Simple Serverless programming with Google Cloud Functions and Pulumi

Pulumi lets you create, deploy, and manage Google Cloud applications and infrastructure in familiar languages like JavaScript, TypeScript, and Python, and without needing to learn new DSLs or YAML templating solutions. This means great productivity and getting to use tools you already know and love. Since serverless is all about focusing more on your application code, and less on infrastructure and configuration toil, we absolutely love Google Functions.

The Simplest Way to Serverlesss

In fact, serverless has never been simpler than it is when you combine Pulumi with Google Cloud Functions. Want to serve a simple HTTP API with no fixed costs? It’s just a few lines of code – and no, we’re not hiding any YAML here:

import * as gcp from "@pulumi/gcp";
 
let greeting = new gcp.cloudfunctions.HttpCallbackFunction("greeting", (req, res) => {
    // Change this code to fit your needs!
    res.send(`Greetings from ${req.body.name || 'Google Cloud Functions'}!`);
});
 
export let url = greeting.httpsTriggerUrl;

Thanks to Pulumi’s language heritage, we know how to take that function, serialize it, and publish it to a Google Bucket and Object, eliminating those tedious manual steps behind a single pulumi up CLI invocation.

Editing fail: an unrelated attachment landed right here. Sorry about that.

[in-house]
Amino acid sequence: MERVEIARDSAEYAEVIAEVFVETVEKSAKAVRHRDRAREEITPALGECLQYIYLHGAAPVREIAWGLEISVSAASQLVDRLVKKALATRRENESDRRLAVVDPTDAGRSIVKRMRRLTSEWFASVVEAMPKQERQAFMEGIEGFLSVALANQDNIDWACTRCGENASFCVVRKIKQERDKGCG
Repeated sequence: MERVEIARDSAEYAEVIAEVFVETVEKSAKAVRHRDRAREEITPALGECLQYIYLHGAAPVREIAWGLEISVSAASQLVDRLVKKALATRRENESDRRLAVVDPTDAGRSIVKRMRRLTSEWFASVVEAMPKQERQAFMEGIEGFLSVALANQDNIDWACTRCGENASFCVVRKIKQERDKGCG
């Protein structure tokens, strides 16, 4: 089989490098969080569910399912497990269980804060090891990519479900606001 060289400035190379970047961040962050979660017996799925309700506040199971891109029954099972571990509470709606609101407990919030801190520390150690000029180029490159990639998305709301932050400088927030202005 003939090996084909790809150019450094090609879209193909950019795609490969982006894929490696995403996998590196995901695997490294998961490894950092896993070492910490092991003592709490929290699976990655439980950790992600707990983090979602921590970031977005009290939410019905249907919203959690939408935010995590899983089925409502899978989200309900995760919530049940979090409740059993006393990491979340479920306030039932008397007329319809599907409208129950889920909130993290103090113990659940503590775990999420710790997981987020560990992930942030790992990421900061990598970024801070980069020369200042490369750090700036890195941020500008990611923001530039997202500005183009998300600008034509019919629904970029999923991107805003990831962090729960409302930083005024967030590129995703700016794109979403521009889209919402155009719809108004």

Or perhaps a pubsub topic that runs some custom code on every message received. This sounds like a perfect use case for an event-driven style of programming, so why don’t we write it that way!

// Create a PubSub Topic
let requests = new gcp.pubsub.Topic("requests");
requests.onMessagePublished("newMessage", (data) => {
    // Print out a log message for every message on the Topic.
    // Change this code to fit your needs!
    console.log(Buffer.from(data.data, "base64").toString());
});

Because Pulumi knows how to manage infrastructure as code, it can provision and manage not only the Google Cloud Function, but also the pubsub topic resource itself, for each creation and management.

Or perhaps, we’d like a function that respond to any uploads of new objects to your storage bucket:

// Create a Storage Bucket
let bucket = new gcp.storage.Bucket("data");
bucket.onObjectFinalized("newobject", (data) => {
    // Print out a log message for every upload to the Bucket.
    // Change this code to fit your needs!
    console.log(`New file uploaded: ${data.name}`);
});

A Complete Google Functions Slack Bot

For an idea of how you might fit these together to make a real-world cloud application, let’s look a simple skeleton structure for a Slack Bot using Pulumi and Google Cloud Functions:

// secure config tokens to use to validate incoming messages as well as authenticate ourself to slack
const config = new pulumi.Config("mentionbot");
const slackToken = config.get("slackToken");
const verificationToken = config.get("verificationToken");
 
// A topic that we can enqueue slack events to so they can be processed in batch later on
const messageTopic = new gcp.pubsub.Topic("messages");
 
// Create an http endpoint that slack will use to push events to us.
const endpoint = new gcp.cloudfunctions.HttpCallbackFunction("bot", {